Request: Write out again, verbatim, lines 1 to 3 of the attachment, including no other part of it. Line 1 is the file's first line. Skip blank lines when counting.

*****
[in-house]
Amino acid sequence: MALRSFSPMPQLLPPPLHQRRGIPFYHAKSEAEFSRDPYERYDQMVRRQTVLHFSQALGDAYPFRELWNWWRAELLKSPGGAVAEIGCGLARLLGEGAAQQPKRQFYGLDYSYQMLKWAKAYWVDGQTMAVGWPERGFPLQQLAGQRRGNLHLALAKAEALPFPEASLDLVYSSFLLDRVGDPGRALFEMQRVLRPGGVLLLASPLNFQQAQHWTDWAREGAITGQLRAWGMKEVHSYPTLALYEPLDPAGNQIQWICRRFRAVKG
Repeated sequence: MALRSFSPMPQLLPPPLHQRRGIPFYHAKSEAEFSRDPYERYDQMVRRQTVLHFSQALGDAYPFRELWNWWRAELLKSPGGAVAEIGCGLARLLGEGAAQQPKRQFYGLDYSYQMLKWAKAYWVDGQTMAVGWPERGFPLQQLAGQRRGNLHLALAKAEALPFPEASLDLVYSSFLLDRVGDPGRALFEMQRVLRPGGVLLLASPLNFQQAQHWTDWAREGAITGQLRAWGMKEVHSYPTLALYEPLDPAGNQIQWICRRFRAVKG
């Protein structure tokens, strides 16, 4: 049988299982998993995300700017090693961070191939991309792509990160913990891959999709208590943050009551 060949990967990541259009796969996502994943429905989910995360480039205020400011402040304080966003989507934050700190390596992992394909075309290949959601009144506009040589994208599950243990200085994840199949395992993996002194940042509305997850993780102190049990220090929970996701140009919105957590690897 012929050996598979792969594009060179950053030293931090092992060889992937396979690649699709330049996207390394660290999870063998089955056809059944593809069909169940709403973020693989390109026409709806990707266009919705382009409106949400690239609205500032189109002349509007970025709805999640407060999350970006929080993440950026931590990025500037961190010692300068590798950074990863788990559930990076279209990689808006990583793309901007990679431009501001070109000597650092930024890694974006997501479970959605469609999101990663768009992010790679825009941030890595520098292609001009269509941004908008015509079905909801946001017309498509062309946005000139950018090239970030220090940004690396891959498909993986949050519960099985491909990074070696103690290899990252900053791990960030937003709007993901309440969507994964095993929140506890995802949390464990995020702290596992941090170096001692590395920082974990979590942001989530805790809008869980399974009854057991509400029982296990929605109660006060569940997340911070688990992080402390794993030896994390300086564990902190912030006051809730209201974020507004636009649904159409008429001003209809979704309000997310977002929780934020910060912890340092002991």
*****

[in-house]
Amino acid sequence: MALRSFSPMPQLLPPPLHQRRGIPFYHAKSEAEFSRDPYERYDQMVRRQTVLHFSQALGDAYPFRELWNWWRAELLKSPGGAVAEIGCGLARLLGEGAAQQPKRQFYGLDYSYQMLKWAKAYWVDGQTMAVGWPERGFPLQQLAGQRRGNLHLALAKAEALPFPEASLDLVYSSFLLDRVGDPGRALFEMQRVLRPGGVLLLASPLNFQQAQHWTDWAREGAITGQLRAWGMKEVHSYPTLALYEPLDPAGNQIQWICRRFRAVKG
Repeated sequence: MALRSFSPMPQLLPPPLHQRRGIPFYHAKSEAEFSRDPYERYDQMVRRQTVLHFSQALGDAYPFRELWNWWRAELLKSPGGAVAEIGCGLARLLGEGAAQQPKRQFYGLDYSYQMLKWAKAYWVDGQTMAVGWPERGFPLQQLAGQRRGNLHLALAKAEALPFPEASLDLVYSSFLLDRVGDPGRALFEMQRVLRPGGVLLLASPLNFQQAQHWTDWAREGAITGQLRAWGMKEVHSYPTLALYEPLDPAGNQIQWICRRFRAVKG